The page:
Hands On With Samsung’s Galaxy S III: Innovative Features, Vanilla Design

Samsung Galaxy S III

Samsung brought the Galaxy S III, in “marble white” and “pebble blue,” to the CTIA Wireless show in New Orleans. Photo: Nathan Olivarez-Giles/Wired

NEW ORLEANS, Louisiana — Samsung’s next iPhone fighter, the Galaxy S III, has finally made it to the United States. Well, sort of. The phone is on display at the CTIA Wireless show, but there’s still no word on when the S III will go on sale in the States, and how much it will cost.

Nonetheless, Samsung was showing off the phone in both its color variations — “marble white” and “pebble blue” — in New Orleans this week. I spent about 15 minutes using the new handset, and came away impressed by its ambition levels but not its aesthetics. The S III is packed with clever new features, but I wasn’t wowed by either the phone’s U.I. or industrial design.

The Galaxy S III’s massive 4.8-inch screen felt awfully big, but not so annoyingly large as the 5.3-inch display on the Galaxy Note. Regardless, the large display is put to good use when the handset’s Pop Up Play feature is in action.

This feature allows you to play a video in a pop-up window that can be dragged around the screen while other apps simultaneously run on the same home screen. I loaded a website, launched a few different apps, and looked through a photo gallery, all with a pop-up video playing, and there were no hiccups at all.

When I launched the Galaxy S III’s camera app, Pop Up Play went away, which makes sense as you’ll want to devote all your attention (and screen real estate) to photo composition. All in all, the smoothness of the Pop Up Play feature felt like a testament to the abilities of the 1.4GHz quad-core Exynos processor living under the hood of the S III.

The S III never felt slow, and responded without hesitation to any tap or swipe input thrown its way.

The facial recognition features built into the S III’s camera app are slick. The interface asks you to initially identify anyone who appears in a photo, and then automatically tags your friends in subsequent photos, even when their faces are slightly blurred.

Sharing a photo with people who’ve been tagged is easy, as long as you have that person’s email address, phone number, Facebook profile or Twitter account stored in your address book. After a photo is snapped and a person is recognized, a balloon pops up asking if you’d like to share your photo with them. Simple, easy, automatic.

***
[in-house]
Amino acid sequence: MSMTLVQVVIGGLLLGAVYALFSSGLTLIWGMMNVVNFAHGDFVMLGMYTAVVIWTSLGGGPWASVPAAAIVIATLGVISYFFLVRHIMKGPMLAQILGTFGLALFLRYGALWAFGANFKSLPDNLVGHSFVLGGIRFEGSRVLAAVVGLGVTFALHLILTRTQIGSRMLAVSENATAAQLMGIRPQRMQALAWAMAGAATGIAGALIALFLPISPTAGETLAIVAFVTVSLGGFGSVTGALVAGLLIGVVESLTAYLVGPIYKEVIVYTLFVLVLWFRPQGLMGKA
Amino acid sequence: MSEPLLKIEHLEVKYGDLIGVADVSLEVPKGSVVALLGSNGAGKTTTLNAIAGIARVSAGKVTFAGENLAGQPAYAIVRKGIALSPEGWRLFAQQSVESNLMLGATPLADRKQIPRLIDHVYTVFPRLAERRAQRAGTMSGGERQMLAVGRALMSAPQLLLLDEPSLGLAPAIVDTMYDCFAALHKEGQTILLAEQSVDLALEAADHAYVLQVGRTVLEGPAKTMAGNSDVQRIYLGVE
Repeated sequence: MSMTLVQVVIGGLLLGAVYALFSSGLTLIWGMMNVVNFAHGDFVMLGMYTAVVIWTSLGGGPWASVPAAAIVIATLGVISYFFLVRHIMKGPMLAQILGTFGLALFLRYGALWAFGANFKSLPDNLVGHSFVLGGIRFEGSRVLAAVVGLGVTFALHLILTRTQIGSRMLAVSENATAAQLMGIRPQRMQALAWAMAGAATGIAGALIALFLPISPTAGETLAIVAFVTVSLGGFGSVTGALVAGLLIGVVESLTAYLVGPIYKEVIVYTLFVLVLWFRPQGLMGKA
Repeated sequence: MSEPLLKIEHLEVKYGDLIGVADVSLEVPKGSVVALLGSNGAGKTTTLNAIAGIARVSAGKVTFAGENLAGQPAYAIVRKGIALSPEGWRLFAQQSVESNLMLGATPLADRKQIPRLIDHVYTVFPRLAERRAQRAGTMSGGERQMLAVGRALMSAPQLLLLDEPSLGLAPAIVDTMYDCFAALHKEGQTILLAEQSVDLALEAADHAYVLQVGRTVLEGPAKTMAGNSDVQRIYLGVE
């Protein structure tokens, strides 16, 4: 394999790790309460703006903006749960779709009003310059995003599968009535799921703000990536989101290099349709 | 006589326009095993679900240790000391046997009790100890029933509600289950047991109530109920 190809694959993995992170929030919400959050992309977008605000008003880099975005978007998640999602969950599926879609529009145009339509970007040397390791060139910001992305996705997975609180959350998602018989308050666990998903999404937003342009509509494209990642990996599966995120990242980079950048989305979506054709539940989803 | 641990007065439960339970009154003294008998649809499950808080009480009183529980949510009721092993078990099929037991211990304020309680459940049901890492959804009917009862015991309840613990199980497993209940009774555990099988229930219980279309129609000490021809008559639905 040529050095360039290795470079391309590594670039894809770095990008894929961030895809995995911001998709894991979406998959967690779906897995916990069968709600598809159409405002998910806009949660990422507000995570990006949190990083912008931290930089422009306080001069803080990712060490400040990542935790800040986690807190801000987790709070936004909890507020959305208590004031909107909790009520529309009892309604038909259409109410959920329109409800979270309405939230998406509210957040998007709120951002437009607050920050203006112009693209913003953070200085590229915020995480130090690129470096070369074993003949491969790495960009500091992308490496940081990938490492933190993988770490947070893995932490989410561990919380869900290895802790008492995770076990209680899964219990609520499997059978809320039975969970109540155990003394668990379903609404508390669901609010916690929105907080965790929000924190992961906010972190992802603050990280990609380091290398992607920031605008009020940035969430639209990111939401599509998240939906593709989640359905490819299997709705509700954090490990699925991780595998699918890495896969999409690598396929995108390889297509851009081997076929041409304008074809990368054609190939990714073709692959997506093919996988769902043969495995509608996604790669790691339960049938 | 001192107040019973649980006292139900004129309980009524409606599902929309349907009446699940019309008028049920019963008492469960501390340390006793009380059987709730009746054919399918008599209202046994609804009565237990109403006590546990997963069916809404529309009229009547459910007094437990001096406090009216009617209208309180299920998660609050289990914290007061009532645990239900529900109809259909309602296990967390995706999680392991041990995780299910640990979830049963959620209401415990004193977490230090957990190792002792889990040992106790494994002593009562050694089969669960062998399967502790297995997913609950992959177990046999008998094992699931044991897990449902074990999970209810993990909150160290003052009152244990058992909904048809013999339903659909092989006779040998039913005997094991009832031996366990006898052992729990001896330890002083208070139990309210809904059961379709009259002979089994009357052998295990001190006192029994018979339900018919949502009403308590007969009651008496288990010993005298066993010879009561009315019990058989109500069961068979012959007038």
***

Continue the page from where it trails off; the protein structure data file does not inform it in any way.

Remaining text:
The S III’s voice dictation feature — S Voice, a Siri competitor — didn’t impress me in the noisy hotel ballroom where I was field-testing the phone. Background commotion drowned out my voice, and the phone couldn’t hear my commands. My testing environment was exceedingly loud, so we’ll reserve judgement on S Voice for our full review.

TouchWiz, Samsung’s user interface skin for Google’s Android operating system, introduces tweaks specific to the S III, such as a water pond lock-screen that ripples as you unlock the phone. The ripple effect feels like a needless contrivance, and doesn’t succeed in delivering the nature inspired vibe that Samsung has said it’s looking to deliver.

As far as industrial design, the S III left me unimpressed. The phone’s plastic chassis feels solid and well made, and I appreciate the thin bezel around the large screen — it helps the phone feel smaller than it actually is. But the lines of chassis itself are just, well, uninspired. Every edge is rounded and sloped, but nothing stands out as memorable or physically unique.

The Apple iPhone 4 and 4S, the HTC One X and One S, and even the understated Galaxy Nexus are all beautifully designed. By comparison, the S III looks vanilla — plain and in no way a grand, bold statement that matches the phone’s long list of features.

Samsung Galaxy S III

The Samsung Galaxy S III. Photo: Nathan Olivarez-Giles/Wired